Let's be frank for a minute. This is a message film. The message, at first, seems a little mixed. Guns are bad. Palisade Defence put them in the wrong hands and now they are paying for it. Suddenly, our heroes find themselves with guns, and are not too reluctant to blow away bad guys. So, now they're kinda good? Then, a bazooka is used to, albeit accidentaly, shoot down an airliner. This one had me laughing pretty good, but I think I still managed to catch the message here. Bad, right? I think the films stronger message is that bear traps and land mines are awful. Any kind of weapon that is left in the ground to maim something or somebody, potentially weeks later, is not my kind of weapon. That's the message I took away from this film, but then I already knew that. My appreciation for guns hasn't really waned though. I know this because I had a big old smile on my face when a couple of topless buxom eurotrash hookers (I'm not degrading women because this was their actual occupation) blew away a villain with machine guns. Now. Topless chicks with guns? Another message I can certainly agree with.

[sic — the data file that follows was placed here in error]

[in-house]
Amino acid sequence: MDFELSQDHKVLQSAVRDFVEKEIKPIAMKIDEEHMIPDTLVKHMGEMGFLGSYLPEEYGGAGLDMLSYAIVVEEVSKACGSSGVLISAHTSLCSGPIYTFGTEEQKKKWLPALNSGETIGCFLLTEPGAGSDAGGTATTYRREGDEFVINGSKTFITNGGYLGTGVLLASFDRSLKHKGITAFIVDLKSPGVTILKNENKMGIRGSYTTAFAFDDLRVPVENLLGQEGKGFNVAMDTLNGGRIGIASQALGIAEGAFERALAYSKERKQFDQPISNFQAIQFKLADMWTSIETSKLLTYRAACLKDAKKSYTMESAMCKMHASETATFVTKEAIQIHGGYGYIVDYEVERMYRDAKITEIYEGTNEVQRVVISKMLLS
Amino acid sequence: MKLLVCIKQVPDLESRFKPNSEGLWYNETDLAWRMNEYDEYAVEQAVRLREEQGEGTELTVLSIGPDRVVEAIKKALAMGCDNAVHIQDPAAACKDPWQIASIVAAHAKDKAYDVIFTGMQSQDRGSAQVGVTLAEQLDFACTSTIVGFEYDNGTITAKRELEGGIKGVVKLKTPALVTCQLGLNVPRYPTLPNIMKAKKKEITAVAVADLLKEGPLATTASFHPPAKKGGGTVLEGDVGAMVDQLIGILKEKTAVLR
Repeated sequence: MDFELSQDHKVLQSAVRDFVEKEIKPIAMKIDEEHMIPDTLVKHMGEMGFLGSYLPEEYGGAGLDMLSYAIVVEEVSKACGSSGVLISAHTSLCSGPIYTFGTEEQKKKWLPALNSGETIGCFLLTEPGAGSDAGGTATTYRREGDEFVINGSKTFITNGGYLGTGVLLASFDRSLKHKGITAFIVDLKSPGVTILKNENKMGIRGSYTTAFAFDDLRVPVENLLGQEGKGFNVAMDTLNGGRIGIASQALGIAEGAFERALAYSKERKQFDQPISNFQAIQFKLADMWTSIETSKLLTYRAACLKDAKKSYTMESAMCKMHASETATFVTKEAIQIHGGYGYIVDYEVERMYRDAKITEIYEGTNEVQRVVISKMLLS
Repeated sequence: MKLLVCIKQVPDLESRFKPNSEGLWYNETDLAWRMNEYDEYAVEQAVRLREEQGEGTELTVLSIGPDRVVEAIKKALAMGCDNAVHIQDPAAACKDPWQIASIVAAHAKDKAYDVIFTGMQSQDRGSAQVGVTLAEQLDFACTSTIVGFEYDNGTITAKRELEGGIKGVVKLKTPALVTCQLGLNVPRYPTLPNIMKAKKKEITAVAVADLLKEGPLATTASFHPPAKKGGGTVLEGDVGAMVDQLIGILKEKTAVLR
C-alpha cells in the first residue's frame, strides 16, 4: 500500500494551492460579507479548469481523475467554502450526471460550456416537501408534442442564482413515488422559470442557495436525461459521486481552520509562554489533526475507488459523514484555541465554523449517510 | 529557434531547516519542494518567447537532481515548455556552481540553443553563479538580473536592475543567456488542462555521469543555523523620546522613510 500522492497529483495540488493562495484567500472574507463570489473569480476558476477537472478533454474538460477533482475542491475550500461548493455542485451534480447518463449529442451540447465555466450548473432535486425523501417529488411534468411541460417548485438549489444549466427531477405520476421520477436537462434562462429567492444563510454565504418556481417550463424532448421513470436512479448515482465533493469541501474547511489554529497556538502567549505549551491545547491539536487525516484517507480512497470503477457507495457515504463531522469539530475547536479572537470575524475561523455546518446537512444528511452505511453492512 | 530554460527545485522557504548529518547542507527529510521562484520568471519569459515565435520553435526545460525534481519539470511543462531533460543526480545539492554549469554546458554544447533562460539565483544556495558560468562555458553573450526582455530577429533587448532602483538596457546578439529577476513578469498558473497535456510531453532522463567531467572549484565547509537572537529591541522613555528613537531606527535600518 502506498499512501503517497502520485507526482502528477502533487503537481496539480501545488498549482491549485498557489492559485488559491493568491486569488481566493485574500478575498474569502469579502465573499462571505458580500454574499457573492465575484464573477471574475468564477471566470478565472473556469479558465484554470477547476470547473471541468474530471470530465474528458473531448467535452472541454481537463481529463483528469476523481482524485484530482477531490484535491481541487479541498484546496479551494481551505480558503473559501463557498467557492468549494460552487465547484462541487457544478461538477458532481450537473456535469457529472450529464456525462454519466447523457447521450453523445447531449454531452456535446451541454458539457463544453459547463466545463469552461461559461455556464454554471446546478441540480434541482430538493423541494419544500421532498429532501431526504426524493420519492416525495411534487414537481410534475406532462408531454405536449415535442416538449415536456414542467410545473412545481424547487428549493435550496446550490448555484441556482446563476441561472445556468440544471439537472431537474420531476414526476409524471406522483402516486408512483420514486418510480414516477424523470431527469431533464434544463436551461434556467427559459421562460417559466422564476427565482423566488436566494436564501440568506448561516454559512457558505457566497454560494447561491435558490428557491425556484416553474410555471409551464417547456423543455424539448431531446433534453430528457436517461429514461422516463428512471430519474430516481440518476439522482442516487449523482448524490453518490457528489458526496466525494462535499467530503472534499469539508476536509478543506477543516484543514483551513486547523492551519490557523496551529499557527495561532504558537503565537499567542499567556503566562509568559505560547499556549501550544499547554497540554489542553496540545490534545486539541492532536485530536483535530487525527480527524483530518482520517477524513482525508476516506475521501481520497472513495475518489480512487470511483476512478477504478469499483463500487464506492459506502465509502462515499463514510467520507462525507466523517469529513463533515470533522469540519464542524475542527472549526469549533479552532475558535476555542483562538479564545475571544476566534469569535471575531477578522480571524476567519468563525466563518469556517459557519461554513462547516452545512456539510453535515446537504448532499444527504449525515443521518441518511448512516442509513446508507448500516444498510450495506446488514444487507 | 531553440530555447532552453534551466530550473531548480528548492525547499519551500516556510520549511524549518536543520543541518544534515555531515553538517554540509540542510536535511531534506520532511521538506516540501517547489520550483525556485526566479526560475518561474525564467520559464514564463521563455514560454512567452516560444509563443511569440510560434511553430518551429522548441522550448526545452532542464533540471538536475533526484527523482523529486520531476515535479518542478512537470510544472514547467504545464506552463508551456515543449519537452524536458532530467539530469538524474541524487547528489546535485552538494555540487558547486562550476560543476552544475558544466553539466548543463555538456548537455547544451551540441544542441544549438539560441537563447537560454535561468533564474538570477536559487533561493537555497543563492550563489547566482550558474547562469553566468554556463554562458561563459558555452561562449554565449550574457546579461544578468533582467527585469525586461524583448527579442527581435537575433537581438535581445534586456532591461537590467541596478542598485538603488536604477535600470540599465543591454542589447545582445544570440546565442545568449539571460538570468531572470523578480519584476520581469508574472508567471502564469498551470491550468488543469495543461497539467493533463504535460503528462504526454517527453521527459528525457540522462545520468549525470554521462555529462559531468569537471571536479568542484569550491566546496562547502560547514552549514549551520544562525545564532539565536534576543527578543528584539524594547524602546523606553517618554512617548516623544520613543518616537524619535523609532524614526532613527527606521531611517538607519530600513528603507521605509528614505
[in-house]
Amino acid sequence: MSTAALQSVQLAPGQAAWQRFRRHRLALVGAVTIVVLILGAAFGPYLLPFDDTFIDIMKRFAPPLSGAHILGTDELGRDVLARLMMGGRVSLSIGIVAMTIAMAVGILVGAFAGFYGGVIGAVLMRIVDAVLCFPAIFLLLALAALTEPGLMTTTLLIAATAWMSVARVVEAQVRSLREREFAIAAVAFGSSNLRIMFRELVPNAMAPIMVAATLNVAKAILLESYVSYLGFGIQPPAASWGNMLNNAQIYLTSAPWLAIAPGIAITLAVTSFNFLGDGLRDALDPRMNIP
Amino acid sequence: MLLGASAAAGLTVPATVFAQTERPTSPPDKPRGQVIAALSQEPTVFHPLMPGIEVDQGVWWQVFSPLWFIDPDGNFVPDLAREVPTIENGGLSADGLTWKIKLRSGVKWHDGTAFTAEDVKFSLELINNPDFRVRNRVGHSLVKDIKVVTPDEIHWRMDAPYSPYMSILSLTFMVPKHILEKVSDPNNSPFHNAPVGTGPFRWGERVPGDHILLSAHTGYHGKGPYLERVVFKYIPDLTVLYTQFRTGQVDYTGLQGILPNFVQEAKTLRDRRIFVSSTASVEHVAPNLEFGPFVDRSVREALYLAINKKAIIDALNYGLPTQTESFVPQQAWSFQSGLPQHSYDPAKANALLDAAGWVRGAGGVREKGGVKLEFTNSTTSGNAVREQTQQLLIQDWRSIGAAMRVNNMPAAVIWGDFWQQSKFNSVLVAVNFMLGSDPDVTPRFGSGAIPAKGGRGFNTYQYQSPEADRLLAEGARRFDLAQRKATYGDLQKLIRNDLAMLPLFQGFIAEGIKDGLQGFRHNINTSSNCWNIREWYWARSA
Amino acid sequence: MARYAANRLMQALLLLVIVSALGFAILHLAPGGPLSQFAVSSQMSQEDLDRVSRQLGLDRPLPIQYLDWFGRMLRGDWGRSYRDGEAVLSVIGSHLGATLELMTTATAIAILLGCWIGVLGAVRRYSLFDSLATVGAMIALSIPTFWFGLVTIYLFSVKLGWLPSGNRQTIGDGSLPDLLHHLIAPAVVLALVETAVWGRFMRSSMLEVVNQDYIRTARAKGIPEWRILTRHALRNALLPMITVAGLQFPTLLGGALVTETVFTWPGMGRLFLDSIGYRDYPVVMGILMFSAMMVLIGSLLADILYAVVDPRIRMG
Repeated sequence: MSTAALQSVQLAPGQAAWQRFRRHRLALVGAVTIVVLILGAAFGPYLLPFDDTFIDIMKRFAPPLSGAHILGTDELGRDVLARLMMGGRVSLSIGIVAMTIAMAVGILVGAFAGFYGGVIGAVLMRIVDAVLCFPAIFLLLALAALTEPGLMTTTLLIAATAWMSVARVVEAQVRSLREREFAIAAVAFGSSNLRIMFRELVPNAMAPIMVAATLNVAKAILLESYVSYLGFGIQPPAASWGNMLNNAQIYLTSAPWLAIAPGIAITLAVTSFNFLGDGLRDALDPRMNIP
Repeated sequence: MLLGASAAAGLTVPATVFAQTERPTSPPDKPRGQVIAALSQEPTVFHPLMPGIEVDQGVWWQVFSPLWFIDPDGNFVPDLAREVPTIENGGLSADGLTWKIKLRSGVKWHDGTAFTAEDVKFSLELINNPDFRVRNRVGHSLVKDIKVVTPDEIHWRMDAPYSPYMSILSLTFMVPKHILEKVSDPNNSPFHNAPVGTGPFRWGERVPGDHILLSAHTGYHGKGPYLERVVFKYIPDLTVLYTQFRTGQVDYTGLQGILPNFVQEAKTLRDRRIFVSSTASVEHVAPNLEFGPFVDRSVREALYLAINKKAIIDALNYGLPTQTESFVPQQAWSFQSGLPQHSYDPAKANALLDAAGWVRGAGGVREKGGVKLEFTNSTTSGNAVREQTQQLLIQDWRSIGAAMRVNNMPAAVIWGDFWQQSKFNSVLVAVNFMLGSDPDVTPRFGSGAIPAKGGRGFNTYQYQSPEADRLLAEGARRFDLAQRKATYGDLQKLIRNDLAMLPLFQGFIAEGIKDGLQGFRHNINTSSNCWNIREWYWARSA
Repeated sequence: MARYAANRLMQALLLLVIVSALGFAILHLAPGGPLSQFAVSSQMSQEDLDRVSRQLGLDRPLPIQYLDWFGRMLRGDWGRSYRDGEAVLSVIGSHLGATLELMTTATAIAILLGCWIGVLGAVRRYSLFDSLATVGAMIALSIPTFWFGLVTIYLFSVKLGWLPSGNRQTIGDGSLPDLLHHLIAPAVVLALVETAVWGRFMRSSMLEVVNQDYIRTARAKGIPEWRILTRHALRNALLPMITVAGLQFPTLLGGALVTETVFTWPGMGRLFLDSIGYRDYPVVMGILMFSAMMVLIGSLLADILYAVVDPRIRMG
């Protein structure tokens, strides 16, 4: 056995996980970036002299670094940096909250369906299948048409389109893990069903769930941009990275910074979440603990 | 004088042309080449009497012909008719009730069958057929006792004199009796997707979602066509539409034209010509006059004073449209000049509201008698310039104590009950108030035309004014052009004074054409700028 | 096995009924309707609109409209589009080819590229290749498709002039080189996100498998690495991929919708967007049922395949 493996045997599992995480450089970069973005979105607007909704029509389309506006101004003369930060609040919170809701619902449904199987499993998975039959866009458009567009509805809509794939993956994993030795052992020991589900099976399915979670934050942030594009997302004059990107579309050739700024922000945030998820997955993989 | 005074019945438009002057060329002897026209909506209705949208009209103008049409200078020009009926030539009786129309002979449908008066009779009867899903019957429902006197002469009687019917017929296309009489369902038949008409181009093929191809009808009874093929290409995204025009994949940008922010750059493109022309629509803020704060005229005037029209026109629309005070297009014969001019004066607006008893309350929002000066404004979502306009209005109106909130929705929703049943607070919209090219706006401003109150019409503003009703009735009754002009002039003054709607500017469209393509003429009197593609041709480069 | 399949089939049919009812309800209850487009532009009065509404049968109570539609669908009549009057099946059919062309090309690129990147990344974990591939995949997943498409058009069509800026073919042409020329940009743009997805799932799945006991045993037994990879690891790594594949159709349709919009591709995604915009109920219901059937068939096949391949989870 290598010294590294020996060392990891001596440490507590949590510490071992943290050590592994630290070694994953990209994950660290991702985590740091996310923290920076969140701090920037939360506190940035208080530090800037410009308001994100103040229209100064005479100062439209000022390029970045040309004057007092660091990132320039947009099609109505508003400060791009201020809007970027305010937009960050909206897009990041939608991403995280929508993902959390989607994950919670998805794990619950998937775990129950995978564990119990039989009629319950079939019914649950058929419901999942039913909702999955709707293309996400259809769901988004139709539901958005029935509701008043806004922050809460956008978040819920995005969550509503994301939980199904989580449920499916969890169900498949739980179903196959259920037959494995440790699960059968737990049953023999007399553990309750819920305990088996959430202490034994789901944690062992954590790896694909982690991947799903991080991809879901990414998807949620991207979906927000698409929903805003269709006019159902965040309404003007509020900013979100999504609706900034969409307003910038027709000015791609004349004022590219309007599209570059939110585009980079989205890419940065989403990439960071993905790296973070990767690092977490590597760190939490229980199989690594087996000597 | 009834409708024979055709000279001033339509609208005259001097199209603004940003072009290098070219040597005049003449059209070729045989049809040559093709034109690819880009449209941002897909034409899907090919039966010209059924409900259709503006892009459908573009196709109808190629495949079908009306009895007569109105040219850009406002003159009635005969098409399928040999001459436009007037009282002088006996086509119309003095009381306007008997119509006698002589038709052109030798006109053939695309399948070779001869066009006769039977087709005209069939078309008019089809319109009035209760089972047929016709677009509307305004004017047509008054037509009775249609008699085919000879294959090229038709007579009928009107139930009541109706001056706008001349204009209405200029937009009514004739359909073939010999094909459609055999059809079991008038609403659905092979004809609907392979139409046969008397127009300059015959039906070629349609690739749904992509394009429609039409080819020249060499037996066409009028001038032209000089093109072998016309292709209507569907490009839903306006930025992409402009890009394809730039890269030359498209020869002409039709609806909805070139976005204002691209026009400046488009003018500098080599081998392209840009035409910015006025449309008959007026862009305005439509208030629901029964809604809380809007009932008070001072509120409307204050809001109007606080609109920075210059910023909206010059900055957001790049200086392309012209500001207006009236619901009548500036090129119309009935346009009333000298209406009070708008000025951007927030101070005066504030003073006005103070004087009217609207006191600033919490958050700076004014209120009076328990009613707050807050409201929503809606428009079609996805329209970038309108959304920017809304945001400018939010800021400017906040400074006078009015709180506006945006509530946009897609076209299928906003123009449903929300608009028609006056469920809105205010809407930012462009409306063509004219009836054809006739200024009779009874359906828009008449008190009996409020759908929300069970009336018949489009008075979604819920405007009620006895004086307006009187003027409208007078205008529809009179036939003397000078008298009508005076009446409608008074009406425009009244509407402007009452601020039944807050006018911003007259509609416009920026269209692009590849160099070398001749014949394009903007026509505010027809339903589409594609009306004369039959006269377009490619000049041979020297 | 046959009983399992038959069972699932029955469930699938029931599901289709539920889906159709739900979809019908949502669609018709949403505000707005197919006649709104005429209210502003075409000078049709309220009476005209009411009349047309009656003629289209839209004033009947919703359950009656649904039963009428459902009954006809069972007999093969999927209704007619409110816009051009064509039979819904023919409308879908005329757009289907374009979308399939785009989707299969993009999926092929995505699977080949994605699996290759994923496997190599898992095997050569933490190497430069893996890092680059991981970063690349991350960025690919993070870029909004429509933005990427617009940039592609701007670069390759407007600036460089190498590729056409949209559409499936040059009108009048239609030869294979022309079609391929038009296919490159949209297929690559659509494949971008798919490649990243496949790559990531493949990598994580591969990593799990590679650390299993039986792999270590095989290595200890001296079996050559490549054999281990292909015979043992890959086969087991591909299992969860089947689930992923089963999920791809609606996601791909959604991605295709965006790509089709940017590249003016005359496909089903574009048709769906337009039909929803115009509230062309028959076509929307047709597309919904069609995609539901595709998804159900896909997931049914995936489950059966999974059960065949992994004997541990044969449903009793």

Unfortunately, right after that, the credits came up and I was subjected to Ed Harcourt's version of "We'll Meet Again." Now I KNOW guns must be really bad because if I had one, there'd be a big gaping hole in my TV.

Thursday, September 13, 2007

Django (1966)

Or, The Bad, the Badder, and the Baddest.

This is the movie for those of you that thought The Good, the Bad, and The Ugly was too long since it clocks in at a crisp 90 minutes. It's also far bloodier than Leone's masterpiece. Is it better? Not even close, but how could it be? The Good, the Bad, and The Ugly is, not only the best western ever made (fine, the best western i've ever seen since I certainly haven't seen every western ever made) but, one of the greatest of all pictures. I know there are those of you that prefer Leone's Once Upon a Time in the West and, believe me, it's hard to disagree with that choice. Still, Good, Bad, Ugly has the superior characterizations, score, and the final graveyard scene is perhaps the greatest standoff ever put to film. Of course, that's all my opinion and I would never really argue with anyone over this because I love both films.